May 6, 2009

Reflection in Objective-C

When I first learned Java, I thought the whole reflection package was novel, and it put Java closer to the realm of interpreted scripting language and farther away from the then-mainstream languages of C and C++. The idea of being able to look inward at the class metadata of an object at runtime was really fascinating, although not always terribly useful in everyday application programming. Those programmers coming over to the Objective-C world from Java will be happy to know that Objective-C also supports the concepts of reflection, AKA introspection. In fact, Objective-C 2.0 has many runtime features such as dynamically changing a class definition and even creating a new class dynamically. The necessity for these abilities is rather obscure, and it firms my belief that Objective-C is a ridiculously bloated language. To me, Objective-C has a bit of an identity crisis: it's not quite sure if it's an interpreted language or a compiled language. The runtime is mostly dynamic. Unlike C++, Objective-C does runtime binding. This is why you can do things like define methods for an implementation that are never declared in your header file, or extend existing classes with categories. Unfortunately, because of all this bloat, it is hard to find just the simple stuff that you might actually use in your day-to-day code. I will try to unearth some of these jewels and bring them to light.

Grandpa NSObject

Most, if not all, the runtime reflection support comes from the NSObject class. NSObject, like Java's Object class, is the granddaddy class of all classes (except for some rare exceptions). Therefore, all of your classes already have access to this reflection support. It's important to note that all this reflection support is not part of the Objective-C language per se; it is part of the NS* runtime environment. This is also why some of this stuff seems tacked on. It's because it has, uh, been tacked on.

Getting Class Metadata

You can access the class metadata for an object by calling the class method:

Class c = [self class];

This method is both an instance and a class method. It returns a C struct full of all sorts of mysterious stuff, like the list of instance variables, methods, etc. All of this is old hat to the java.lang.reflect package users out there, but the interfaces to reach this stuff in Objective-C seems really complex. This is probably difficult by design to keep the riff-raff out. So far, the only use I have for the class method is to provide the parameter to the isKindOfClass method described below. I never need to actually look at the contents of the Class structure.

Dynamic Method Invocation

I already discussed one aspect of reflection in my article about invoking methods. This allows you to build up a method call, arguments and all, at runtime. This is similar to using the java.lang.reflect.Method class in Java.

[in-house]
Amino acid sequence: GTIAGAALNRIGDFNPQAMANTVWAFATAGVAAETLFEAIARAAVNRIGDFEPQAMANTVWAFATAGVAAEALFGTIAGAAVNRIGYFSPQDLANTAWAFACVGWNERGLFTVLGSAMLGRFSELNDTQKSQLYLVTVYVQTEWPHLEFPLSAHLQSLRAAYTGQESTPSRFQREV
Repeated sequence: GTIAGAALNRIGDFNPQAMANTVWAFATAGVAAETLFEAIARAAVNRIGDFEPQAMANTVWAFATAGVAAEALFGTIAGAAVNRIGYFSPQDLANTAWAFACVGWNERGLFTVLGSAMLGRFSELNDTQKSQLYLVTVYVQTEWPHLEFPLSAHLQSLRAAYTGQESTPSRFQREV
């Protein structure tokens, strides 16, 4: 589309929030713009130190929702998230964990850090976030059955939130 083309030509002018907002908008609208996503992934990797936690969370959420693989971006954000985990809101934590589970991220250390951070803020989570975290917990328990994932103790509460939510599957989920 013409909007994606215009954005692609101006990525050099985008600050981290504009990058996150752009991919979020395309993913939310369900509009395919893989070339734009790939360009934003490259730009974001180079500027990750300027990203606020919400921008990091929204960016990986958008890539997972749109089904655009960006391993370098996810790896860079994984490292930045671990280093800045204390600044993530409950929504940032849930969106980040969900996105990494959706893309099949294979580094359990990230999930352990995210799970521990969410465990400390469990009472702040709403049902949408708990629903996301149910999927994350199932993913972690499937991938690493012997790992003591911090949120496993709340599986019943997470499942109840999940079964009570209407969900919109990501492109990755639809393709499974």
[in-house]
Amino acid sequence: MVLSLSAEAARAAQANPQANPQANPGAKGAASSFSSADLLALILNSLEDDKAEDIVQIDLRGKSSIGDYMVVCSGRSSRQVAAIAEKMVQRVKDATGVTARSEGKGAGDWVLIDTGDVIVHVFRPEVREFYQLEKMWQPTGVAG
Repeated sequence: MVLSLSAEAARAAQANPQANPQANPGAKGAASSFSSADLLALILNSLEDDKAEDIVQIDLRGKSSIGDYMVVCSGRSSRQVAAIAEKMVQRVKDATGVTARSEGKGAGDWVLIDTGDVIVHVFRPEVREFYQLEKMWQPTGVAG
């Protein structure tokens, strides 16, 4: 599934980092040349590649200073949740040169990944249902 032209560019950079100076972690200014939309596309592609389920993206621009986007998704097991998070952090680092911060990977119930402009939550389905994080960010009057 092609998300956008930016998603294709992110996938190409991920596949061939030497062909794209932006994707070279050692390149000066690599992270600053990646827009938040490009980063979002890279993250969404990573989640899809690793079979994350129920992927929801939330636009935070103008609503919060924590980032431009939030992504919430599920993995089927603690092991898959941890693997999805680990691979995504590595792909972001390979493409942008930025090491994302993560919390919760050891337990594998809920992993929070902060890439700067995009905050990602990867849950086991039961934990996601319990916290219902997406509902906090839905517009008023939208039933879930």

Testing inheritance

Java has an operator called instanceof that allows you to check if a object is an instance of a particular class or interface. Objective-C has a similar feature, the isKindOfClass: method. isKindOfClass: will return YES if the receiver is an instance of the given class or an instance of any class derived from the class. For example, if I had an array of related pointers, I can operate on each differently according to its type:

for(BaseClass* base in myArray) {
 if([base isKindOfClass:[ClassOne class]]) {
     // do stuff specific to ClassOne
 else if([base isKindOfClass:[ClassTwo class]]) {
     // do stuff specific to ClassTwo
 else if([base isKindOfClass:[ClassThree class]]) {
     // do stuff specific to ClassThree
 // etc

If you want an exact class match, and not match any inheriting classes, then you use isMemberOfClass:.

Testing Protocol Conformance

Similar to class instance testing, you can also test whether an object conforms to a particular protocol. Java neatly uses instanceof for both classes and interfaces, but Objective-C has to have a more clunkier approach. To test conformance, use the conformsToProtocol: method:

BOOL conforms = [obj conformsToProtocol:@protocol(MyInterface)];

Testing for Method Existence

To an old Java and C++ hack like me, it seems extremely odd that you may not know if an object implements a method or not. But since Objective-C classes are largely dynamic, you need a way to check if a method you need is actually there. Hence the method respondsToSelector:. Here you are asking the receiver if it implements (or inherits) the given method:

if([obj respondsToSelector:@selector(aMethod:)]) {
   // it's there, so we can call it
   [obj aMethod:YES];

Certainly, there is way more you can do on the reflection front in Objective-C, but I tried to discuss the more commonly used reflection mechanisms. If you need too add hardcore dynamic nature to your software, you should be familliar with these documents: Runtime Programming Guide: Introduction Runtime Reference


  1. Wow, you really proved your case that the language is bloated. Thanks for busting a sweat!

  2. I'm reasonably new to Objective C, so read your post with interest. However, I've found reflection to be really useful in a couple of instances. The first is in providing users with the ability to script. With reflection I can instantiate their classes, call their methods, etc. The second use is in providing cross-platform functionality at run time, i.e. creating objects that are operating system dependent. Obviously, Objective C is limited here, but are very useful when doing this kind of work in C#.